t-bots: a coordinated team of mobile units for searching and occupying a target area at unknown location
by Tullio Facchinetti
t-bots is the team of simulated robotic units developed at the Robotics Laboratory of the University of Pavia for participating to the simulated contest of CiberMouse'08.
t-bots is a team of co-ordinated mobile units designed for the collaborative search of a target goal at unknown location within a workspace where obstacles limit the mobility of robots. The final goal of the team is to make all the team robots to reach the final target location and to enter a delimited target area. The strategy of each robot depends on the information that are gathered during the exploration. Such information can be acquired by sampling onboard sensors or can be received from other mobile units, thus exploiting the communication capabilities of robots.
A Finite State Machine (FSM) determines the mobility strategy, the co-ordination and operational modes. The FSM’s state change is triggered by the information collected by the robots and by the information received from other robots using wireless communication devices.
- The source code of the final version, which actually run during the official competition.
- The paper describing the fatures of t-bots.
- The presentation performed during the competition.
t-bots are implemented in C (what else? :-)). They feature some good characteristics but has also some known but not yet fixed bugs. This is due tu the lack of time for testing and fine tuning, and hopefully I will deal with those issues in the next future.
Anyone who download the code, use it and detect some problems, is highly invited to drop me an e-mail.
adjust_anglefunction implements a proportional controller to rotate the robot to the desired direction. It is the building block of all the implemented strategies.
adapt_speedfunction is used to dynamically scale the speed, adapting the maximum speed while the time is running over.
- During the boundary following phase, the robot sometime can’t recognize to be back to the hitting point, so could move around an obstacle indefinitely.
t-bots won the second prize at the official competition.
t-bots performed very well during the competition. The robotic team won with large discard the first two stages, allowing in both cases 4 of the total 5 robots to enter the target area, while the remaining one was just outside the area.
One of the most effective strategy consisted in gradually increase the robot speeds, starting with very low speed to spread the robots, and increasing the speed after a while, when robots would not interfere anymore each other.
The entering strategy was not used, since the short time available per each run did not suggested to keep the robots alive when inside the target area. A pity.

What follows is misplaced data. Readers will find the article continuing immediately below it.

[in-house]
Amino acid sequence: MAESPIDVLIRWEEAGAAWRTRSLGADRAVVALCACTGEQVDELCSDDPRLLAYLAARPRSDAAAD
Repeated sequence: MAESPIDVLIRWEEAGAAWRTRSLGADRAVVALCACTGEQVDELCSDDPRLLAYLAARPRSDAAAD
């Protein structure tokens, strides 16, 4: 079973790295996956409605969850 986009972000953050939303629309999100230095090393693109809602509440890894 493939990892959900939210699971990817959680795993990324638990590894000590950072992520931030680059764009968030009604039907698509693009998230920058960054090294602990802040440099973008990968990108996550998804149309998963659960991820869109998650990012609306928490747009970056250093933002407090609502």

In the final round, t-bots scored 510 points, while the winner scored 504. There is to say that, due to the hang of the network interface on my laptop (couldn’t ping the server…), 2 out of the 5 robots lost control, and just stopped working. Strangely, the third robot running on my machine continued to work… I’m really curious to know what could have happened from the log files stored by the organizers.
Others teams was featuring more complex strategies than t-bots (in my opinion), but maybe due to such complexity, most of them failed in having an effective mobility control. One of the features that was more impressing and interesting has been the mapping of the environment to detect visited areas, in order to optimize the search of the goal.
For working on t-bots I used the following tools:
- Operating system: Debian GNU/Linux
- Compiler: GCC, the GNU Compiler Collection, version 4.3.2 (Debian 4.3.2-1)
- Editor: GNU Emacs, version 22.2.1
- Versioning management: Mercurial
My “ideal” robot
Looking at t-bots compared with other teams I saw during the competition, I elaborated some ideas (guidelines?) for my “perfect” robot:
- the noise on the GPS readings are the main limitation for implementing a precise mobility strategy; I think a good filtering based on a Kalman filter would solve lots of problems, since we would get a more precise estimation of the current position!
- a simple but effective mapping could improve a lot the effectiveness of the QUEST mode; dividing the arena in small chunks and visiting all of them, while keeping the connectivity among the robot will be perfect; moreover, after having found the target area, the information on the map would allow to use some graph-based strategy to reach the target faster than using the tangent bug;
- in the BEACON FOUND mode it would be interesting to elaborate a strategy based on the Bug 2 algorithm rather than on the tangent bug, since we don’t know the exact target location but just the direction to the target.